Ali Hassan Mwinyi
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Ali Hassan Mwinyi
Ali Hassan Mwinyi
Ali Hassan Mwinyi.jpg
Mwinyi in 2007
2nd President of Tanzania

5th November 1985 - 23rd November 1995
Joseph Warioba (1985-91)
John Malecela (1991-93)
Cleopa Msuya (1993-95)
Joseph Warioba
John Malecela
Cleopa Msuya
Julius Kambarage Nyerere
Benjamin William Mkapa
3rd President of Zanzibar

30 January 1984 - 24 October 1985
Aboud Jumbe
Idris Abdul Wakil
Personal details
Born (1925-05-08) 8 May 1925 (age 94)
Kivure, Pwani Region, British Tanganyika (now Tanzania)
NationalityTanzanian
Political partyCCM
Spouse(s)Mrs. Siti Mwinyi (m. 1960)
RelationsHussein Mwinyi (son)
Children12

Ali Hassan Mwinyi (born 8 May 1925[1] in Kivure, Pwani Region, Tanzania) is a Tanzanian politician who served as the second President of the United Republic of Tanzania from 1985 to 1995.[2] Previous posts include Interior Minister and Vice President.[2] He also was chairman of the ruling party, the Chama Cha Mapinduzi (CCM) from 1990 to 1996.[2]

During Mwinyi's terms Tanzania took the first steps to reverse the socialist policies of Julius Nyerere.[3] He relaxed import restrictions and encouraged private enterprise. It was during his second term that multi-party politics were introduced under pressure from foreign donors. Often referred to as Mzee Rukhsa ("Everything goes"), he pushed for liberalization of morals, beliefs, values (without breaking the law) and the economy.[4] Many argue that during Mwinyi's tenure the country was in transition from the failed socialist orientation of Julius Nyerere that brought its economy to its knees. It was during Mwinyi's administration that Tanzania made some of the crucial decisions towards the liberalization of its economy that paved the way for short-term economic growth.[5]

Presidency

President Julius Nyerere retired in October of 1985 and picked Ali Hassan Mwinyi to be his successor.[6] Nyerere remained chairman of the ruling party Chama Cha Mapinduzi (CCM), until 1990, which would later cause tensions between the government and the party regarding economic reform ideology.[7] When the transition of power took place, Tanzania's economy was in the midst of a slump.[7] From 1974 to 1984, the GDP was growing at an average of 2.6 percent per year while the population was increasing at a faster rate of 3.4% each year.[6] Rural incomes and urban wages had both fallen by the early 1980s, despite Tanzania's minimum wage laws.[8] Furthermore, the currency was overpriced, basic goods were scarce, and the country had over three billion dollars of foreign debt.[9] Agricultural production was low, and the general opinion was that Nyerere's Ujamaa socialist policies had failed economically.[9]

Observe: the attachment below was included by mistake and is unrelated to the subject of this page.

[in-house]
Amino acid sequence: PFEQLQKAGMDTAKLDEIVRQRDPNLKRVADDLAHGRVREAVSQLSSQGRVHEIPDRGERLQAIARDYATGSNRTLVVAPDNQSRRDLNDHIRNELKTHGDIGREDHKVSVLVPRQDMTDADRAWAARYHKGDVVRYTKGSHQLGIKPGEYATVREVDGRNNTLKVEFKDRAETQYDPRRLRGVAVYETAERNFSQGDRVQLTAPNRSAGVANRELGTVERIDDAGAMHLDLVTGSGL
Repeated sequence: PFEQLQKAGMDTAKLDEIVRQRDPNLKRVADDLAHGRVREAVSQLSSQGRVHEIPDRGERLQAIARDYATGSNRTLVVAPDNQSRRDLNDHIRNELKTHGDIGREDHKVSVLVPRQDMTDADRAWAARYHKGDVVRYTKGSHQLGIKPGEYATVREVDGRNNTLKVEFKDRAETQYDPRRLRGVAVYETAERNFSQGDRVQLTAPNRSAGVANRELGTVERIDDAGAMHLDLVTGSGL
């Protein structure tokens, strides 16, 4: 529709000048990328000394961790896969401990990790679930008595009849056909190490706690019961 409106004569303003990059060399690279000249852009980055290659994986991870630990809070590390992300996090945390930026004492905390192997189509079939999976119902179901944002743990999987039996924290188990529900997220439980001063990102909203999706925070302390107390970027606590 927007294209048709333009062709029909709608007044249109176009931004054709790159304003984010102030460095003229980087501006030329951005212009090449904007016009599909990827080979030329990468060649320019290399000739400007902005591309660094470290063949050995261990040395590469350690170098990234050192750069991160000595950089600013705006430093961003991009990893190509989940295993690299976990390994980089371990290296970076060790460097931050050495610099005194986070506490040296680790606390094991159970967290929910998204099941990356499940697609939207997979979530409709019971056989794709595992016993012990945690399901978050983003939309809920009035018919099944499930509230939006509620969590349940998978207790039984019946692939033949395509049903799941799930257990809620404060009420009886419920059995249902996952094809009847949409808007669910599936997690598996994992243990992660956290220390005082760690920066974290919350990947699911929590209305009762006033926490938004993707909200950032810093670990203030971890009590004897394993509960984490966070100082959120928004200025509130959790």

Such policies included the nationalization of major production, the forced re-villagization of the rural population into communal farms, and the banning of any opposition parties.[9] Nyerere's supporters were opposed to involving the International Monetary Fund (IMF) and World Bank in domestic economic reforms, believing it would cause instability and conflict with their socialist values.[7] Also, Tanzania's relationship with the IMF had been strained since Nyerere's government failed to meet the loan conditions from a 1980 financial package agreement.[8]

Early in this political transition, many believed that Mwinyi was unlikely to deviate from Nyerere's policies since he was viewed as a loyal supporter of his predecessor.[8] However, Ali Hassan Mwinyi and his followers called for economic and political reform to liberalize the market and review traditional socialist ideologies.[7] He surrounded himself with reformists, even replacing three cabinet members and other ministers who were opposed to change.[7] The Prime Minister at the time, Joseph Warioba, along with the finance minister Clement Msuya were also quite supportive of new policies.[6] During his first address to Tanzania's Parliament in 1986, he promised to resume negotiations with the IMF and World Bank, assuming that any resulting agreement would be beneficial to the citizens of Tanzania.[10]